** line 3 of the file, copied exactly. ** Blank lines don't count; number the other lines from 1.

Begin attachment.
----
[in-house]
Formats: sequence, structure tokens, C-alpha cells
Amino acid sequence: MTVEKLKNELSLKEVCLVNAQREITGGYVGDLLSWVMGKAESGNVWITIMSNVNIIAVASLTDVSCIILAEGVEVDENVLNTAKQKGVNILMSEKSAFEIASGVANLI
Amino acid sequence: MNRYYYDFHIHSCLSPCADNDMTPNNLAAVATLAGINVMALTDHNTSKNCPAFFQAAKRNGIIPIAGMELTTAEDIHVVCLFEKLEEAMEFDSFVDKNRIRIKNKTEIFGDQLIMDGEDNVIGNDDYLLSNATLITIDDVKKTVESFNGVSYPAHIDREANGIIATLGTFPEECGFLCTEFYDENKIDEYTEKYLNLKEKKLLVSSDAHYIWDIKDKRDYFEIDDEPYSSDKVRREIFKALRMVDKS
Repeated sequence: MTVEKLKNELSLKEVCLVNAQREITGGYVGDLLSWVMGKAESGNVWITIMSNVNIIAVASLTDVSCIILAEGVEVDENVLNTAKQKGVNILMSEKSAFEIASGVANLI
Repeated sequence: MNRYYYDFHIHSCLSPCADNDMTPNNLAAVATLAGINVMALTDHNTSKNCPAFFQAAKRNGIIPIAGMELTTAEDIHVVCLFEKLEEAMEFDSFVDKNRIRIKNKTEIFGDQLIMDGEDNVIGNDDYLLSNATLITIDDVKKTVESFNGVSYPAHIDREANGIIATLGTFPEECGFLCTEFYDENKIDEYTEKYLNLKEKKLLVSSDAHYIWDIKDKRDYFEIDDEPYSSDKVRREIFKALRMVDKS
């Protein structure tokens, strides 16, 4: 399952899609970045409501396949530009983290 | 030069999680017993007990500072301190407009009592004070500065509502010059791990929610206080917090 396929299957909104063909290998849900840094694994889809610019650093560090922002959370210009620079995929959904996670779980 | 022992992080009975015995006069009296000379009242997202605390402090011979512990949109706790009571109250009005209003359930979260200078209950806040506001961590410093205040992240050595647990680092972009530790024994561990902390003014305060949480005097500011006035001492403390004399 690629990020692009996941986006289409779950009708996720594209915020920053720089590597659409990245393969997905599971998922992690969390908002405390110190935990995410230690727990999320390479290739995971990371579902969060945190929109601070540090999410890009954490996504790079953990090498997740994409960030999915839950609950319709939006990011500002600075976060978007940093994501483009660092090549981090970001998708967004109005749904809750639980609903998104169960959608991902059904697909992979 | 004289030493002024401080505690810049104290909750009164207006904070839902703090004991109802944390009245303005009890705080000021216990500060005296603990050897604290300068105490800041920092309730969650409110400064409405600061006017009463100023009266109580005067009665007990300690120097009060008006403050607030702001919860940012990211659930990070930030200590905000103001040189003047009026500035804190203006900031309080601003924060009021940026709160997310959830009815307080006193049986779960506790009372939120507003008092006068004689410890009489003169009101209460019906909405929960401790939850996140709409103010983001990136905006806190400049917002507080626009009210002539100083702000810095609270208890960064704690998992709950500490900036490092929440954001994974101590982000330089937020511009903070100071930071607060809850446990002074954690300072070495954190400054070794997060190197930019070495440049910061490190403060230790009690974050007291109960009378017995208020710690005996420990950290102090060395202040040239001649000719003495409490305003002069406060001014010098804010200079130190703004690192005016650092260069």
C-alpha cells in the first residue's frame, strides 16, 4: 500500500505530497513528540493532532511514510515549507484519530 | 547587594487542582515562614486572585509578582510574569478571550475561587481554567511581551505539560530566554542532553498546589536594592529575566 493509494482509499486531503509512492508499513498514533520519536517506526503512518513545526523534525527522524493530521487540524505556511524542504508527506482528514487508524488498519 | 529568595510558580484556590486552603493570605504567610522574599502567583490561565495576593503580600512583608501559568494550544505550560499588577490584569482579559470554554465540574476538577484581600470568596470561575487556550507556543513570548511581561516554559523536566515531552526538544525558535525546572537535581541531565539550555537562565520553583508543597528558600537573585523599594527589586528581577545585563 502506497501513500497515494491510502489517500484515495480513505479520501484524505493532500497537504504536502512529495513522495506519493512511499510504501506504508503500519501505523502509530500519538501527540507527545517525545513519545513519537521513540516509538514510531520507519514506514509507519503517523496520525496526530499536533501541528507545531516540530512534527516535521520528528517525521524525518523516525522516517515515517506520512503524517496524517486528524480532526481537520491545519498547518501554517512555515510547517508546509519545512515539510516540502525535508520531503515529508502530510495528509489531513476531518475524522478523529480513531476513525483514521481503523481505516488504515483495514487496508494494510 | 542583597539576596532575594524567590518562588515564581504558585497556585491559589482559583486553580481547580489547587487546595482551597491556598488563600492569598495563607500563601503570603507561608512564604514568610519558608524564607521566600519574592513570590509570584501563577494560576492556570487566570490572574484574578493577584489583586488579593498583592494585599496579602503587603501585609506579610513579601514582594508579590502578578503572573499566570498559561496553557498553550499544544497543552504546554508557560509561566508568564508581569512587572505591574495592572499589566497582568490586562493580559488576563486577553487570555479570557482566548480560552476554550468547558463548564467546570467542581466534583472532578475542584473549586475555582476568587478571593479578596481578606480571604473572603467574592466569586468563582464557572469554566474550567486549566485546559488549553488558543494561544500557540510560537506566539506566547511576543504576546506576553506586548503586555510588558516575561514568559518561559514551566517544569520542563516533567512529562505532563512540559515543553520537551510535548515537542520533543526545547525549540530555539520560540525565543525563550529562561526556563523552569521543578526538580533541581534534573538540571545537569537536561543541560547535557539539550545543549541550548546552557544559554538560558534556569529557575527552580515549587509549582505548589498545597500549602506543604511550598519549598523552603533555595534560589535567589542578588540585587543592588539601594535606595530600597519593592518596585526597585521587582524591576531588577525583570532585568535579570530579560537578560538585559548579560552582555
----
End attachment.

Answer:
Amino acid sequence: MTVEKLKNELSLKEVCLVNAQREITGGYVGDLLSWVMGKAESGNVWITIMSNVNIIAVASLTDVSCIILAEGVEVDENVLNTAKQKGVNILMSEKSAFEIASGVANLI